This article is about basics of conventional SQL unit testing concepts and its implementation through tSQLt, a highly acclaimed SQL unit testing framework because of being written in T-SQL and its built-in design support for SQL SQL unit testing needs ranging from simple to complex scenarios.
Since we know that the SQL CTE (common table expression) offers us a tool to group and order data in SQL Server, we will see an applied example of using common table expressions to solve the business challenge of re-basing identifier columns. We can think of the business problem like the following: we have a table of foods that we sell with a unique identifier integer associated with the food. As we sell new foods, we insert the food in our list. After a few years, we observe that many of our queries involve the foods grouped alphabetically. However, our food list is just a list of foods that we add to as needed without any grouping. Rather than re-group or re-order through queries using a SQL CTE or subquery, we want to permanently update the identifier.Read more »
In this article, we will discuss and learn basics and all details about SQL Server data type converting operations and also we will review the SQL CONVERT and TRY_CONVERT built-in functions with various samples. At first, we will explain and clarify syntax of the SQL CONVERT function and then we will learn how can we make data converting process numerical and date/time data types to character data.Read more »
In this article, the latest in our series on Common table expressions, we’ll review CTE SQL Deletes including analyzing the operation before the delete, actually removing the data as well as organizing and ordering the deletes with CTEs.Read more »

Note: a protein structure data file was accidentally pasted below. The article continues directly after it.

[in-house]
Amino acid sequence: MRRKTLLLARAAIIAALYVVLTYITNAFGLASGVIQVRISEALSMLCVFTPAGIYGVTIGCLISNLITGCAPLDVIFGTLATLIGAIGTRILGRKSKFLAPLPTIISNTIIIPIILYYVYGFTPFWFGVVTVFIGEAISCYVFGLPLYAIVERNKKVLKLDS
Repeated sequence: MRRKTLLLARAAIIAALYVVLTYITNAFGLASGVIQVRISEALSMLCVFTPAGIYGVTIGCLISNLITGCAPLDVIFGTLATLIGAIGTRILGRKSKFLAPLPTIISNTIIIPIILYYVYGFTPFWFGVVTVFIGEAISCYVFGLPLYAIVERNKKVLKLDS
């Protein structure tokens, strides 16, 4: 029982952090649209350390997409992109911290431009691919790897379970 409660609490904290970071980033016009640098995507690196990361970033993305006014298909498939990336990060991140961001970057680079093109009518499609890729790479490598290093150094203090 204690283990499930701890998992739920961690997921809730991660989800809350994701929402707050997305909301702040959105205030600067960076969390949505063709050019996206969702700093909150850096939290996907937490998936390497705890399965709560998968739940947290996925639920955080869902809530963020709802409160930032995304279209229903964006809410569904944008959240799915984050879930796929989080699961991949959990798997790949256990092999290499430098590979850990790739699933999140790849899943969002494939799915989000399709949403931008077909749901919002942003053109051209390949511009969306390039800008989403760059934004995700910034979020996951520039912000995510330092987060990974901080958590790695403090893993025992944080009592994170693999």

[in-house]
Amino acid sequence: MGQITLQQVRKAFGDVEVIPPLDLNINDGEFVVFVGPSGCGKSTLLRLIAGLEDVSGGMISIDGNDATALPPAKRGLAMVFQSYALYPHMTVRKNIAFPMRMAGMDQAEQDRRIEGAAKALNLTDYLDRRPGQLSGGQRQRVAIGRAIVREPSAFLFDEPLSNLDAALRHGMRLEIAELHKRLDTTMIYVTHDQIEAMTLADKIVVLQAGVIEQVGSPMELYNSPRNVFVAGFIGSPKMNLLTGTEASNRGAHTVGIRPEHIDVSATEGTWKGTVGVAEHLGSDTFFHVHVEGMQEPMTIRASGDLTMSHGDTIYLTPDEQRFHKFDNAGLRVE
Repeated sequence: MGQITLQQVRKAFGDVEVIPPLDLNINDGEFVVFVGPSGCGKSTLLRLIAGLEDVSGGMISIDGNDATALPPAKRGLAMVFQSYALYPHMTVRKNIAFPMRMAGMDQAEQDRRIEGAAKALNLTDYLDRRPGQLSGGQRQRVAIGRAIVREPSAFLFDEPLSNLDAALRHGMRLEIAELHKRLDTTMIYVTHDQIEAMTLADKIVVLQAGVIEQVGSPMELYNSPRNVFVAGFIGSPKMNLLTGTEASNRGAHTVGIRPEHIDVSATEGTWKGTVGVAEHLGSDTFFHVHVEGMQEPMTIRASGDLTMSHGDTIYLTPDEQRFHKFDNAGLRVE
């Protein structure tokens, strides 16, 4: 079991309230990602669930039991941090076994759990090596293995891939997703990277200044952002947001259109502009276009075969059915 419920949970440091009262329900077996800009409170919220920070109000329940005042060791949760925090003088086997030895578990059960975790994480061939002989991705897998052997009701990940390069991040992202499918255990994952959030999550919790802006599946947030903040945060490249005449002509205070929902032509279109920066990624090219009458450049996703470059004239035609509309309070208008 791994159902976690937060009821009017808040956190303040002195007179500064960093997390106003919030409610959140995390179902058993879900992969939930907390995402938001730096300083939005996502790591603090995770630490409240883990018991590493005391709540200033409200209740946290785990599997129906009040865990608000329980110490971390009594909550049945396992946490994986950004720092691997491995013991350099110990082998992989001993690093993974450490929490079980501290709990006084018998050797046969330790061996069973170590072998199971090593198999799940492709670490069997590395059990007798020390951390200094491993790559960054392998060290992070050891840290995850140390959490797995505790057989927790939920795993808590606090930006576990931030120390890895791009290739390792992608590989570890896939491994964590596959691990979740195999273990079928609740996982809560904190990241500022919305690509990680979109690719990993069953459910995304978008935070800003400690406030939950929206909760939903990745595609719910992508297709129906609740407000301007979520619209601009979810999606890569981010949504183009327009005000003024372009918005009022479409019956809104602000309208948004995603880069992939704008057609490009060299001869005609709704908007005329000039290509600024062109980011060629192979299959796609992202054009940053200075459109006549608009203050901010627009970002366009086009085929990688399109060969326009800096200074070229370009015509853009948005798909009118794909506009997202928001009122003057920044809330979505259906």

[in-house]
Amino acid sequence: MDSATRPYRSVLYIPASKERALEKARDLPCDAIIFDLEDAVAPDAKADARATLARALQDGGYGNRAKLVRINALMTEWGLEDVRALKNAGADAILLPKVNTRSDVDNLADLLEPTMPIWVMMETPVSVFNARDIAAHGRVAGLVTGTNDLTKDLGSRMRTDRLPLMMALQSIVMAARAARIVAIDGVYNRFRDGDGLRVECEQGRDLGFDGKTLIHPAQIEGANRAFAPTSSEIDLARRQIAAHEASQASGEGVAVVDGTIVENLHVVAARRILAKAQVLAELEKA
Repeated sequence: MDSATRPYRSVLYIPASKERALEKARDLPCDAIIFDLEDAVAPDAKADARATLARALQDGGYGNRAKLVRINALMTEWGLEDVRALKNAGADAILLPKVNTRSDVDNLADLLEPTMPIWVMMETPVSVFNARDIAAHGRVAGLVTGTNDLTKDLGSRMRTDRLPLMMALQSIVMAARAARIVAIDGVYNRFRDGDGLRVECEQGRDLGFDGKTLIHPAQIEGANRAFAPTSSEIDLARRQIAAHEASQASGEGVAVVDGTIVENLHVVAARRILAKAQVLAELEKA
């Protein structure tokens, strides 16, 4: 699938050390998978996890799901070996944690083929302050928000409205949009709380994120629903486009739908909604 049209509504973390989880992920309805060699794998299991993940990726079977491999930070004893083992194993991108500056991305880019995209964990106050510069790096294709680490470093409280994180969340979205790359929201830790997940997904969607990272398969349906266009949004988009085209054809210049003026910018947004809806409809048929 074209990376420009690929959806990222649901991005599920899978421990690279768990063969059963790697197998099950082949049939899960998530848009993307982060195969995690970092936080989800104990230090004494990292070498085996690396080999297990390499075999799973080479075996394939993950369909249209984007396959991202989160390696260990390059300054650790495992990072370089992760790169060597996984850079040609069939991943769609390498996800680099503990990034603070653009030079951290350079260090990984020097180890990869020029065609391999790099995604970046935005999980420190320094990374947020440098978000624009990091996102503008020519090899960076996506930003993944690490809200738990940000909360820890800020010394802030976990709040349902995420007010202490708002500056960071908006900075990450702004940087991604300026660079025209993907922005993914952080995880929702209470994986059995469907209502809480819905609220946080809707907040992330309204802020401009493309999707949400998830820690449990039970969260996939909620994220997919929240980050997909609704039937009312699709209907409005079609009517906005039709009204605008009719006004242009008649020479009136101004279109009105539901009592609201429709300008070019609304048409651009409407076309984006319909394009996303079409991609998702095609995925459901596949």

In CTEs in SQL Server; Querying Common Table Expressions the first article of this series, we looked at creating common table expressions for select statements to help us organize data. This can be useful in aggregates, partition-based selections from within data, or for calculations where ordering data within groups can help us. We also saw that we weren’t required to explicitly create a table an insert data, but we did have to ensure that we had names for each of the columns along with the names being unique. Now, we’ll use our select statements for inserts and updates.Read more »
Common table expressions (CTEs) in SQL Server provide us with a tool that allows us to design and organize queries in ways that may allow faster development, troubleshooting, and improve performance. In the first part of this series, we’ll look at querying against these with a practice data set. From examples of wrapped query checks to organization of data to multiple structured queries, we’ll see how many options we have with this tool and where it may be useful when we query data.Read more »